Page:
Exercise as medicine was prescribed as early as 600 BC by Susrata, an Indian physician¹. Susrata believed that moderate exercise was crucial for healthy digestion, skin complexion, aging, and physical development¹. Since then, the scientific method has proven many of the ancient physician's presuppositions and continues to reveal the healthful benefits of physical activity². This week, we will explore the benefits of physical activity on depression.
It is a well established finding that individuals that are less fit suffer from greater symptoms of depression³⁻⁵ More specifically, exercise reduces the severity of depression while also preventing its onset⁶⁻⁷. In one study, researchers found that there were no differences in depressive symptoms between an exercise group that was prescribed 3 weekly aerobic workouts and an antidepressant (sertraline) group 4 months following the intervention⁷. After 10 months, decreased depressive symptoms and relapse rates were observed among the exercise group⁸.
There are numerous mechanisms that potentially mediate the beneficial effects of exercise on depression. Participation in a regular exercise routine may be met with positive feedback from broader society and establish a sense of normalcy in depressed individuals². Moreover, exercising at high intensities makes it very difficult to ruminate on one's personal issues². Physical activity may combat fatigue which is characteristic among depressed individuals². Furthermore, increased perspiration and heart rate during physical activity teaches depressed individuals that such sensations are normal². Finally, exercise may increase hippocampal (the stress regulation center of the brain) volume which has been demonstrated to be shrunken among individuals suffering from depression⁹⁻¹⁰.
There are no conclusive exercise prescriptions for testing depression². Therefore, it is advised that readers follow the public health guidelines of 150 minutes of moderate to vigorous physical activity per week².
Bhishagratna, K. K (1996). Sushruta Samhita: Volume 1. Chowkhamba Sanskrit Series Office.
Pedersen, B. K., & Saltin, B. (2015). Exercise as medicine - evidence for prescribing exercise as therapy in 26 different chronic diseases. Scandinavian Journal of Medicine & Science In Sports, 25 Suppl 3, 1–72. https://doi.org/10.1111/sms.12581
Thirlaway, K., & Benton, D. (1992). Participation in physical activity and cardiovascular fitness have different effects on mental health and mood. Journal of Psychosomatic Research, 36(7), 657–665. https://doi.org/10.1016/0022-3999(92)90055-7
Galper, D. I., Trivedi, M. H., Barlow, C. E., Dunn, A. L., & Kampert, J. B. (2006). Inverse association between physical inactivity and mental health in men and women. Medicine and Science In Sports and Exercise, 38(1), 173–178. https://doi.org/10.1249/01.mss.0000180883.32116.28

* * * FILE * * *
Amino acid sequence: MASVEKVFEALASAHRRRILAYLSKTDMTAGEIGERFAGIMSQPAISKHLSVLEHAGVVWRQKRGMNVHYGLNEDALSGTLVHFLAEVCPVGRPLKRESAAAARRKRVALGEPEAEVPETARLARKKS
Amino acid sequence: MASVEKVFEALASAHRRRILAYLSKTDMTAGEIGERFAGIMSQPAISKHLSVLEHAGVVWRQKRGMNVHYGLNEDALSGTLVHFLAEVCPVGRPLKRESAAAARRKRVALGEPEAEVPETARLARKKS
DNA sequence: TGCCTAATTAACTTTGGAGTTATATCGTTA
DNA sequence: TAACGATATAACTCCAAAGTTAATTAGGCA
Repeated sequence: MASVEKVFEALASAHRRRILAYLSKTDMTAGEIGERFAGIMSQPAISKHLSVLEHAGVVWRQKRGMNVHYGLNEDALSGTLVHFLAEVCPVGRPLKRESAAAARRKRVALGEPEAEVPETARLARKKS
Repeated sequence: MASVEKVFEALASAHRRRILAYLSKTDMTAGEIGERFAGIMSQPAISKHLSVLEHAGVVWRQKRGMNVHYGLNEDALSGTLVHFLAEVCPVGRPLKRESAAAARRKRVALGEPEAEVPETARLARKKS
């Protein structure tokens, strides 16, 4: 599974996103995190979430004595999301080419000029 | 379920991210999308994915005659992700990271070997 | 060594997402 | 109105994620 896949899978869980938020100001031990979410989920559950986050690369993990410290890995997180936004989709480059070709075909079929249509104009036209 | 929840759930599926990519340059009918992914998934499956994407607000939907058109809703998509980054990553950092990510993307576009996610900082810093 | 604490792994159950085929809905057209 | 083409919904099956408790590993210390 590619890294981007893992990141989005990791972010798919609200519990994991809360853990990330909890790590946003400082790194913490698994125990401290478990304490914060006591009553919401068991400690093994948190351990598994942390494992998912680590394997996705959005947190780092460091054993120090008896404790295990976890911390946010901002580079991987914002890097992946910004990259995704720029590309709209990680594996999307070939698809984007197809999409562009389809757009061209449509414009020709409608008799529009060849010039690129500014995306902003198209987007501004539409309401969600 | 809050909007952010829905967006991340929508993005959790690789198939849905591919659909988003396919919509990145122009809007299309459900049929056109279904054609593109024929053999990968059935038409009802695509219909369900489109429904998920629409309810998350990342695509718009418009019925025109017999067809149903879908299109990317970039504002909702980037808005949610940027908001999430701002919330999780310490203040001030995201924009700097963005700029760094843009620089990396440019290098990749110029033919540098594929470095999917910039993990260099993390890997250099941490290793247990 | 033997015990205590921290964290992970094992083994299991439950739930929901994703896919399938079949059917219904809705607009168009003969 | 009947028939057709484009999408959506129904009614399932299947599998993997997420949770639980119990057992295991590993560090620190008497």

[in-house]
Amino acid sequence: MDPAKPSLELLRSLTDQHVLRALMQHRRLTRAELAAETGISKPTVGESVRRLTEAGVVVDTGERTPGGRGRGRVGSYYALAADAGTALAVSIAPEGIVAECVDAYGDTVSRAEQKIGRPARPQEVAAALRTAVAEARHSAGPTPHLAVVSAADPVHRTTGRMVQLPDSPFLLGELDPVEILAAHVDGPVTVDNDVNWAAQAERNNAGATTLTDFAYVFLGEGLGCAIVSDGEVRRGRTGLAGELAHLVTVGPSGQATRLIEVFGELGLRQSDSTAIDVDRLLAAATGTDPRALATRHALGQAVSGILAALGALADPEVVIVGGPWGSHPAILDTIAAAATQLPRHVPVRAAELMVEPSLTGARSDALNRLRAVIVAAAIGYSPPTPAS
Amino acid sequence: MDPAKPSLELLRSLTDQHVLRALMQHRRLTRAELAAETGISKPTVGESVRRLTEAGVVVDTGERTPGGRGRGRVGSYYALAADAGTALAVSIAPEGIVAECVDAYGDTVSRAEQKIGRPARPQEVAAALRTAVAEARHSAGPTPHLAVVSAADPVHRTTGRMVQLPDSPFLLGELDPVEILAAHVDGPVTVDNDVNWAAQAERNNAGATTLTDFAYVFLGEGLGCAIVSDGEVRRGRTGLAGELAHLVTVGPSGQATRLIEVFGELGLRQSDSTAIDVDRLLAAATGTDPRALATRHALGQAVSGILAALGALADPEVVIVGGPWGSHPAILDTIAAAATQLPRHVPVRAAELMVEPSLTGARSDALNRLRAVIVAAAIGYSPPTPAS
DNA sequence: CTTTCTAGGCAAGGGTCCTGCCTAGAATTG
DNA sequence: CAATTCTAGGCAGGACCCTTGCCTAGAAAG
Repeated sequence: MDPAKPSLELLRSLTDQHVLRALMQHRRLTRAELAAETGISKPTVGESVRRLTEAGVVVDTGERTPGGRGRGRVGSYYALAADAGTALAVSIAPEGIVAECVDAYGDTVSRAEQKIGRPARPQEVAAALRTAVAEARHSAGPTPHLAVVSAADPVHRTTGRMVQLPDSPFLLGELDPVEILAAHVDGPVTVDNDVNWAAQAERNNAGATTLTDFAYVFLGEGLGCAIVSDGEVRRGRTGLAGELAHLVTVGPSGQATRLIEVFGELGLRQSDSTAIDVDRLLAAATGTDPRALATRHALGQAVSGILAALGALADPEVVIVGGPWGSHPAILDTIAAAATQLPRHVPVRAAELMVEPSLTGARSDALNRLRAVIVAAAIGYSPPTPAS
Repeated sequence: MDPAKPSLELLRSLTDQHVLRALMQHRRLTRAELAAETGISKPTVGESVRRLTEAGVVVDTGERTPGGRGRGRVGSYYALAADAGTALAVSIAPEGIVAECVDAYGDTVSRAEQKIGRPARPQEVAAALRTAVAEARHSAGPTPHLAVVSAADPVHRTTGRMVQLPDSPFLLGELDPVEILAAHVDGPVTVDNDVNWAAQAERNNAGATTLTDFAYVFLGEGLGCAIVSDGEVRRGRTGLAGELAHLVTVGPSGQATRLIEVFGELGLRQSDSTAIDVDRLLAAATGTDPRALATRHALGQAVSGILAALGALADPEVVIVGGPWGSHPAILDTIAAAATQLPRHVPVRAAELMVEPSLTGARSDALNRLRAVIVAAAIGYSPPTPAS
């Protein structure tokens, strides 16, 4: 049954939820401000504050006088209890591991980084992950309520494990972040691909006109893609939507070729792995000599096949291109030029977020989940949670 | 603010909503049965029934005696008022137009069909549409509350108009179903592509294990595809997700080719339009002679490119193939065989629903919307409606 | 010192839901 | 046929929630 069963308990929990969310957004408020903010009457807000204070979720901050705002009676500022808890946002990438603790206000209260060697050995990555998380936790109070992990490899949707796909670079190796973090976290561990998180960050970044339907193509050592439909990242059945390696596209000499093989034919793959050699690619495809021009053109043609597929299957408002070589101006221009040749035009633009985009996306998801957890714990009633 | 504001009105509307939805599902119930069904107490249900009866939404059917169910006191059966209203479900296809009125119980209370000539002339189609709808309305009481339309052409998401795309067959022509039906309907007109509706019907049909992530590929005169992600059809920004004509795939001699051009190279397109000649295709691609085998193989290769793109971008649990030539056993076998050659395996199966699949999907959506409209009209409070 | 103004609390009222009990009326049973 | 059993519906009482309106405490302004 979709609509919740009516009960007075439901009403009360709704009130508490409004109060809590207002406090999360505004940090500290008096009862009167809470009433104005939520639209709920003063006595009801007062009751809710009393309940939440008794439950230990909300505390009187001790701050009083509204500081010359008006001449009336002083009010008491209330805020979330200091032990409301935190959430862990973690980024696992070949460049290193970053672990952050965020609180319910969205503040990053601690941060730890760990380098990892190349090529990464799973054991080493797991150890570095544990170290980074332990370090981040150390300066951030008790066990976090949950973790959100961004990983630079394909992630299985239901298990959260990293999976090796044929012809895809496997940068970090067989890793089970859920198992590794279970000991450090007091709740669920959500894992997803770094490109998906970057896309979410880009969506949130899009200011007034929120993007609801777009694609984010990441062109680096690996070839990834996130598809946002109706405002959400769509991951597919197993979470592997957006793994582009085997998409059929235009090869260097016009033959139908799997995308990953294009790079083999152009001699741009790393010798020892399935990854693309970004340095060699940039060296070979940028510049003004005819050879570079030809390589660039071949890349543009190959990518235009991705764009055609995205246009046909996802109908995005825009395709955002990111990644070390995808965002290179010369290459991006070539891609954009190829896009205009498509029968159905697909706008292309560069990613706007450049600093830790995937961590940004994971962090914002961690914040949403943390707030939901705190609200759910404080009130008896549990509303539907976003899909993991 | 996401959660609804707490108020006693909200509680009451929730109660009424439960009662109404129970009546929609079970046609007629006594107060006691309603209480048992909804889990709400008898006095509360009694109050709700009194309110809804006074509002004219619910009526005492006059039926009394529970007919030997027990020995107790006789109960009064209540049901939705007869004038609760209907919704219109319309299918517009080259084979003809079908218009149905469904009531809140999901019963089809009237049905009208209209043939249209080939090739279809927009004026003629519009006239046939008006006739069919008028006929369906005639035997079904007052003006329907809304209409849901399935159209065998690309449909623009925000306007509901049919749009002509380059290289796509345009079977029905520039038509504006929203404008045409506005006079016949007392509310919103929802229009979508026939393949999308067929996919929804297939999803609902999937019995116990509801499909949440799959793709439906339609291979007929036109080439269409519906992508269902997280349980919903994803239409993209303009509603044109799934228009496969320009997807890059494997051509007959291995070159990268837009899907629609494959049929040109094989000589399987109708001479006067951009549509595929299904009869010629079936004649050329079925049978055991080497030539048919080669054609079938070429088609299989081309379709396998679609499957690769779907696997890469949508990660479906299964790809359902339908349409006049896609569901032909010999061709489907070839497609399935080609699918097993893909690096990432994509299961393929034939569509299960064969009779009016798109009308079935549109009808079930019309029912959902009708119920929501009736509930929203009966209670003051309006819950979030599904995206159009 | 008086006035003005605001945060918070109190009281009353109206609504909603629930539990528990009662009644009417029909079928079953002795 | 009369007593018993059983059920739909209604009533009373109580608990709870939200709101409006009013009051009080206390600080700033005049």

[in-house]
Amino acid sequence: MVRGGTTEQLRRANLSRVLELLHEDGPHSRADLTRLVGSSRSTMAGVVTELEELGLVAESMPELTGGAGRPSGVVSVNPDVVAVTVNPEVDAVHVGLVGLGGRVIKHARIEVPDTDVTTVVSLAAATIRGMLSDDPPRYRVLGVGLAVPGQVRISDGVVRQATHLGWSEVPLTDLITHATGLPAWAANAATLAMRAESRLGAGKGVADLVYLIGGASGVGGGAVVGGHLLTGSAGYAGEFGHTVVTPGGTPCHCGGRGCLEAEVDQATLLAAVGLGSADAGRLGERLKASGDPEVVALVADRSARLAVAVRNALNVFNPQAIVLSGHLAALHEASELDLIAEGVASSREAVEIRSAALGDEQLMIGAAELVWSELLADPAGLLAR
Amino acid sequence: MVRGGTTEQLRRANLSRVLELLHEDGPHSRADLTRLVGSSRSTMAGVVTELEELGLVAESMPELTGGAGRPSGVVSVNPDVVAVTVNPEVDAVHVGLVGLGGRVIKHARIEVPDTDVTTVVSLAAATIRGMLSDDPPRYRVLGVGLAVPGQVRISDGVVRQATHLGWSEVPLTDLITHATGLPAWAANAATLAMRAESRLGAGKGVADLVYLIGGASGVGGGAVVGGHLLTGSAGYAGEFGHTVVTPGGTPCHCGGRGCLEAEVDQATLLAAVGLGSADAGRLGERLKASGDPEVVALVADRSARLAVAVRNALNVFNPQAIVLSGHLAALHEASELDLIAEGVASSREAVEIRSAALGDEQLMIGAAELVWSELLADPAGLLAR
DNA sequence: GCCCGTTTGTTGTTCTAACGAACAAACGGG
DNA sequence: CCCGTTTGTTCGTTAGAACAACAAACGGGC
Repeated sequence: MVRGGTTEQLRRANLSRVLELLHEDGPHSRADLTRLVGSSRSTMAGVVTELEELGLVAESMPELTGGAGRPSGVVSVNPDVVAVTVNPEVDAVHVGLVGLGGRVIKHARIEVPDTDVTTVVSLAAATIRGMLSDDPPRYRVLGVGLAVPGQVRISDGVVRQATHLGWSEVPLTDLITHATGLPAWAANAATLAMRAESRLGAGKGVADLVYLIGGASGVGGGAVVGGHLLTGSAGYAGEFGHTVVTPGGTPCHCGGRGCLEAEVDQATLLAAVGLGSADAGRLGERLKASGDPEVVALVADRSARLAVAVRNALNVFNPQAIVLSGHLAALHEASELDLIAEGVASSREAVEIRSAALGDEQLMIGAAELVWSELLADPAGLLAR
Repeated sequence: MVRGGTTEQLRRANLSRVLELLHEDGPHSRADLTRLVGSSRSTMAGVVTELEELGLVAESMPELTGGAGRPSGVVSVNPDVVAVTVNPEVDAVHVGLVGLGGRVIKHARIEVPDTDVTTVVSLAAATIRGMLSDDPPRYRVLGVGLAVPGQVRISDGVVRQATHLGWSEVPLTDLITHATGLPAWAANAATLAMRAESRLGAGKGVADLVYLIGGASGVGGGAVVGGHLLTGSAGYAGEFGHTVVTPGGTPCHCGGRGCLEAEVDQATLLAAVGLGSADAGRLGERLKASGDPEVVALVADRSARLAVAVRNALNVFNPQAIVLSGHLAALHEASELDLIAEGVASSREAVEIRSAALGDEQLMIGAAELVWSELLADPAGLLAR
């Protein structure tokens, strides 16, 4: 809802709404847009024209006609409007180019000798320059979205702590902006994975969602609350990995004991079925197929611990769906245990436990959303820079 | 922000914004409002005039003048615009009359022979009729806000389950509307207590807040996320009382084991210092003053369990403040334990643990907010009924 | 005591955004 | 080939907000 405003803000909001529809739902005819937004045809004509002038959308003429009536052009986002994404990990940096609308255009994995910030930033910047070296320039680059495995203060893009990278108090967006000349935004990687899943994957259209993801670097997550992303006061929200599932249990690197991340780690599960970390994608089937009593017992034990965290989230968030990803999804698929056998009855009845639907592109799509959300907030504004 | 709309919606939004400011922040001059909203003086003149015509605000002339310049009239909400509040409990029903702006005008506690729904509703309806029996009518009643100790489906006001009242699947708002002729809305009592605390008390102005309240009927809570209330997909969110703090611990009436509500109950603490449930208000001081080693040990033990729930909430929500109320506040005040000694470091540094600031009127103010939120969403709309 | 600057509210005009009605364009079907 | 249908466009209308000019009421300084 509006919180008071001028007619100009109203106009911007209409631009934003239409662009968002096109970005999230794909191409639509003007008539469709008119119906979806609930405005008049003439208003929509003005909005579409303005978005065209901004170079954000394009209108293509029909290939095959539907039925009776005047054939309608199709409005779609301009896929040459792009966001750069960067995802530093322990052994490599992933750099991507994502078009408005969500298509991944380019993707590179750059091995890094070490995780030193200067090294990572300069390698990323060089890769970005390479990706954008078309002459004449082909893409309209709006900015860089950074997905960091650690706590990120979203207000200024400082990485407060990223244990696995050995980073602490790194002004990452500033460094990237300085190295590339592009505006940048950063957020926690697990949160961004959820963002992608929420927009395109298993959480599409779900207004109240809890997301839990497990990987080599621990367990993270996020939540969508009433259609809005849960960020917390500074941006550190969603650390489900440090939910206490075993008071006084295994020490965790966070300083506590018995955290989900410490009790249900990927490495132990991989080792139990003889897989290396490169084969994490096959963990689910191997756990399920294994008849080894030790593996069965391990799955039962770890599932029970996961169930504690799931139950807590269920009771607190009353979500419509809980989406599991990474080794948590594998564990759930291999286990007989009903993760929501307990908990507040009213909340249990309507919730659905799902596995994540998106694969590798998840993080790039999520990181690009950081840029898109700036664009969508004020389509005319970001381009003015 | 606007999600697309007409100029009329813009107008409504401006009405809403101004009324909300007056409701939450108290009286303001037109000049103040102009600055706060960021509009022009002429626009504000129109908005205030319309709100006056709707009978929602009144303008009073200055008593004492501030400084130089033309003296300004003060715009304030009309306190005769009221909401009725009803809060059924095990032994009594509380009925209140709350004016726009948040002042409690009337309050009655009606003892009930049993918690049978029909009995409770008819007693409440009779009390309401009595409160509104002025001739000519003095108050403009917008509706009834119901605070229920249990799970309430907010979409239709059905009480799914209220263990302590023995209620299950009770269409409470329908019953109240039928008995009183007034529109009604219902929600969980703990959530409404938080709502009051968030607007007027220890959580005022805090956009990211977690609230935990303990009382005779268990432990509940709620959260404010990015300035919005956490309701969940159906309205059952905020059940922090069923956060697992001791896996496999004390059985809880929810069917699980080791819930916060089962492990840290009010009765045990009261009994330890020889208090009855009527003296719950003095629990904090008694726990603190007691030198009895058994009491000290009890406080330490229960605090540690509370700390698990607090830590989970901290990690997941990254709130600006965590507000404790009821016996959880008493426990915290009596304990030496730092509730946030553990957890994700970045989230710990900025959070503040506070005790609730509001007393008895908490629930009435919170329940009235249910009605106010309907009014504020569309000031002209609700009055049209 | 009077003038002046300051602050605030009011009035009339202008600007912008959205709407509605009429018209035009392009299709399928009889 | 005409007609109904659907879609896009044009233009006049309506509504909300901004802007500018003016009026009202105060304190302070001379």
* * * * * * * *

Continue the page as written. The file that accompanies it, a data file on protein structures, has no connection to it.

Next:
Tolmunen, T., Laukkanen, J. A., Hintikka, J., Kurl, S., Viinamäki, H., Salonen, R., Kauhanen, J., Kaplan, G. A., & Salonen, J. T. (2006). Low maximal oxygen uptake is associated with elevated depressive symptoms in middle-aged men. European Journal of Epidemiology, 21(9), 701–706. https://doi.org/10.1007/s10654-006-9038-5
Sui, X., Laditka, J. N., Church, T. S., Hardin, J. W., Chase, N., Davis, K., & Blair, S. N. (2009). Prospective study of cardiorespiratory fitness and depressive symptoms in women and men. Journal of Psychiatric Research, 43(5), 546–552. https://doi.org/10.1016/j.jpsychires.2008.08.002
Blumenthal, J. A., Babyak, M. A., Moore, K. A., Craighead, W. E., Herman, S., Khatri, P., Waugh, R., Napolitano, M. A., Forman, L. M., Appelbaum, M., Doraiswamy, P. M., & Krishnan, K. R. (1999). Effects of exercise training on older patients with major depression. Archives of Internal Medicine, 159(19), 2349–2356. https://doi.org/10.1001/archinte.159.19.2349
Babyak, M., Blumenthal, J. A., Herman, S., Khatri, P., Doraiswamy, M., Moore, K., Craighead, W. E., Baldewicz, T. T., & Krishnan, K. R. (2000). Exercise treatment for major depression: maintenance of therapeutic benefit at 10 months. Psychosomatic Medicine, 62(5), 633–638. https://doi.org/10.1097/00006842-200009000-00006
Campbell, S., Marriott, M., Nahmias, C., & MacQueen, G. M. (2004). Lower hippocampal volume in patients suffering from depression: a meta-analysis. The American Journal of Psychiatry, 161(4), 598–607. https://doi.org/10.1176/appi.ajp.161.4.598
Pajonk, F. G., Wobrock, T., Gruber, O., Scherk, H., Berner, D., Kaizl, I., Kierer, A., Müller, S., Oest, M., Meyer, T., Backens, M., Schneider-Axmann, T., Thornton, A. E., Honer, W. G., & Falkai, P. (2010). Hippocampal plasticity in response to exercise in schizophrenia. Archives of General Psychiatry, 67(2), 133–143. https://doi.org/10.1001/archgenpsychiatry.2009.193